An Indigenous author and executive with a group representing First Nations in Saskatchewan has been found safe in Oregon, Saskatoon police announced Friday, two weeks after she and her seven-year-old son were reported missing.
Dawn Dumont Walker, an author and speaker from the Okanese Cree Nation in southern Saskatchewan, was reported missing on July 24. She’d been last seen two days earlier, at a business in Saskatoon. She is an executive with the Federation of Sovereign Indigenous Nations (FSIN).
Air, land and water crews had been scouring the region for the pair, with investigators focusing their search on the South Saskatchewan River, after her red F-150 pickup truck and some personal belongings were discovered by the riverbank in Chief Whitecap Park, about a 20-minute drive south of Saskatoon. Her purse had also been discovered in the area by an individual who turned it in to police.
Saskatoon police announced Friday that Ms. Walker and her son, Vincent Jansen, had been located “safe and well” in Oregon City after investigators established that they had crossed into the United States.
”Agency representatives are currently working out the details of arranging for their return to Canada,” the service wrote in a press release. “The investigation was then able to track them to the Oregon City location where cross-border law enforcement co-operation was utilized.”
Saskatoon police noted that U.S. authorities are “considering the implications and any potential action” related to their crossing into the U.S. “Pending any action by U.S. authorities, Dawn Walker will be returned to Saskatoon to meet with investigators.”
U.S. representatives are also working with Saskatoon police to return Vincent to a legal guardian, they said.
Ms. Walker’s mother, Theresa Walker from Okanese First Nation, said in a statement released by the FSIN that the family and community were “elated” by news that Ms. Walker and her son were safe.
“Our prayers have been answered,” she said in the statement. “The past 15 days have been extremely difficult on our family and community. ... We recognize our challenges will continue on into the coming days and weeks, and we will continue to support her through this future challenge.”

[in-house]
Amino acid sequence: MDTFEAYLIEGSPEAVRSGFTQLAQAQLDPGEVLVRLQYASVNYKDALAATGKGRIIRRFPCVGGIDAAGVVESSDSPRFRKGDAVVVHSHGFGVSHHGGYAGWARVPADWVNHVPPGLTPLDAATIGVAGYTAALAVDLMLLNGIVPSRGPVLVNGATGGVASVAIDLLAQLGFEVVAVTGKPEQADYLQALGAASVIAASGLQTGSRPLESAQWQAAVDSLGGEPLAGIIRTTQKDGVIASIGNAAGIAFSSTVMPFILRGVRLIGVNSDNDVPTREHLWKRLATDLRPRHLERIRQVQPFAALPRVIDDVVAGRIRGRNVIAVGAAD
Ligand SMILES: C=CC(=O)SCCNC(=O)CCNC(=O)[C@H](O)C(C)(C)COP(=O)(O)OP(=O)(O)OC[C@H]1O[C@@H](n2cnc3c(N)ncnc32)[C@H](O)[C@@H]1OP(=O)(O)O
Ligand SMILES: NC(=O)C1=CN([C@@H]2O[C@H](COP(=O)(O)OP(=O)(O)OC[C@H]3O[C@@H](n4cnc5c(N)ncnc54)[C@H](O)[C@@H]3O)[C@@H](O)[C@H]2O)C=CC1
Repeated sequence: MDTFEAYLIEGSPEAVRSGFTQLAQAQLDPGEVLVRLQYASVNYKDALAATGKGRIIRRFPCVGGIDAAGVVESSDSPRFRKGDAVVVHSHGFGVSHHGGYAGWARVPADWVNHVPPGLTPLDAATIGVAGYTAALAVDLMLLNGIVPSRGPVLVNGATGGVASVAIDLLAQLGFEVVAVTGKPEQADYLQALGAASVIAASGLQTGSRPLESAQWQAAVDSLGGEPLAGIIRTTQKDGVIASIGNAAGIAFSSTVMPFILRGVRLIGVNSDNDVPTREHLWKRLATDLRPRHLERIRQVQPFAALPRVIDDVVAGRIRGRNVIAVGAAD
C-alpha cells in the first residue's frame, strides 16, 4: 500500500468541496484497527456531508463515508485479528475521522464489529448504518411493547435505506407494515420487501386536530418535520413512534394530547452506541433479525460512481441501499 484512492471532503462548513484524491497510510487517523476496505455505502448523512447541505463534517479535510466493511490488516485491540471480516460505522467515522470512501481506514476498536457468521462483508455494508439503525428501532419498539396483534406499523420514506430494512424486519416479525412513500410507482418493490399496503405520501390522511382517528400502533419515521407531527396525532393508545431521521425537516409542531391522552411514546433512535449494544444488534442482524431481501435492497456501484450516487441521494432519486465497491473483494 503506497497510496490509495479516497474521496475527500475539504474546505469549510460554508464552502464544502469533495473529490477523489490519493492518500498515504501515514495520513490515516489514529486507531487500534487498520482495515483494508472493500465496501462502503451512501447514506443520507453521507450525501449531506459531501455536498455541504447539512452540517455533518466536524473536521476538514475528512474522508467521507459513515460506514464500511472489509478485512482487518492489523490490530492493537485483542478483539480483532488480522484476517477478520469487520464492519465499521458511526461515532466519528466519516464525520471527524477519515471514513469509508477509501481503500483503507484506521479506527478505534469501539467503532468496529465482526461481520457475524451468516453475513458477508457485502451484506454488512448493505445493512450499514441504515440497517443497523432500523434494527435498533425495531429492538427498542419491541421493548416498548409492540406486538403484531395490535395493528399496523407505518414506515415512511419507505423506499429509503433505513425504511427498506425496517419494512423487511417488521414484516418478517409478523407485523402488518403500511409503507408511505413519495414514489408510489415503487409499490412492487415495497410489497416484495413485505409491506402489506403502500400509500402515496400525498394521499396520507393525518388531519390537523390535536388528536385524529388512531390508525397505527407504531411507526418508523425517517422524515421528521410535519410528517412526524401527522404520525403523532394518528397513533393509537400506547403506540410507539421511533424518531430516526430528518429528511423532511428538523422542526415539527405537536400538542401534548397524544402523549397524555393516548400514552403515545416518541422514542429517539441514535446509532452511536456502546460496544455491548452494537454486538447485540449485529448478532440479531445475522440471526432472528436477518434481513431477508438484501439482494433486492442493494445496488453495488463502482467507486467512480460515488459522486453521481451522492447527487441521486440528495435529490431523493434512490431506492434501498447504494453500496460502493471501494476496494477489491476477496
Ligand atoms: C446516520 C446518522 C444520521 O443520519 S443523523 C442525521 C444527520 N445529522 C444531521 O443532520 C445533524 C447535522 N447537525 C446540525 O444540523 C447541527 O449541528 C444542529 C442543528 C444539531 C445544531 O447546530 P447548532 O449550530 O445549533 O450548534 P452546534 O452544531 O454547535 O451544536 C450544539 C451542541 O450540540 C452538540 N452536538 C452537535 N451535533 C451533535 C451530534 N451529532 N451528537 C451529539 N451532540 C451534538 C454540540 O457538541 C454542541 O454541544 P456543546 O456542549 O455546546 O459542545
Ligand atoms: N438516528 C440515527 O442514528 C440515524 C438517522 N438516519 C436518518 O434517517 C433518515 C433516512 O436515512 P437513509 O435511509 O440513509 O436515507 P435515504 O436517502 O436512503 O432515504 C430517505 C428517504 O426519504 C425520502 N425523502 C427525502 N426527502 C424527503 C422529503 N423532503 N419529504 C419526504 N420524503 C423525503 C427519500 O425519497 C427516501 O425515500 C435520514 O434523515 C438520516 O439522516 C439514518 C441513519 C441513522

FSIN vice-chief Heather Bear said in the same statement that the organization will be closely following the legal process.
“At FSIN, we know why First Nations women go missing and recognize that there are many complex issues that surround their disappearances,” she said.
An award-winning author, Ms. Walker (who writes under the name Dawn Dumont) was shortlisted this week for the Stephen Leacock Memorial Medal for Humour. The award association said it was the same day nominees were announced that they learned of her disappearance.
The Prairie Chicken Dance Tour is loosely based on the story of a 1970s European tour by a group of Indigenous dancers. Ms. Walker’s previous books include Glass Beads, Nobody Cries at Bingo and Rose’s Run.
The author, who has been an advocate for missing and murdered Indigenous women, ran as the Liberal candidate for Saskatoon-University in last year’s federal election.
A website with printable posters of Ms. Walker and her son was launched by Vincent’s father, Andrew Jansen, after the disappearance. A GoFundMe page had also been set up by Mr. Jansen to raise funds for search efforts.
“Vincent is found!” the website said Friday afternoon, after the announcement by police.
Saskatoon police said they would hold a news conference on Monday.
With files from The Canadian Press
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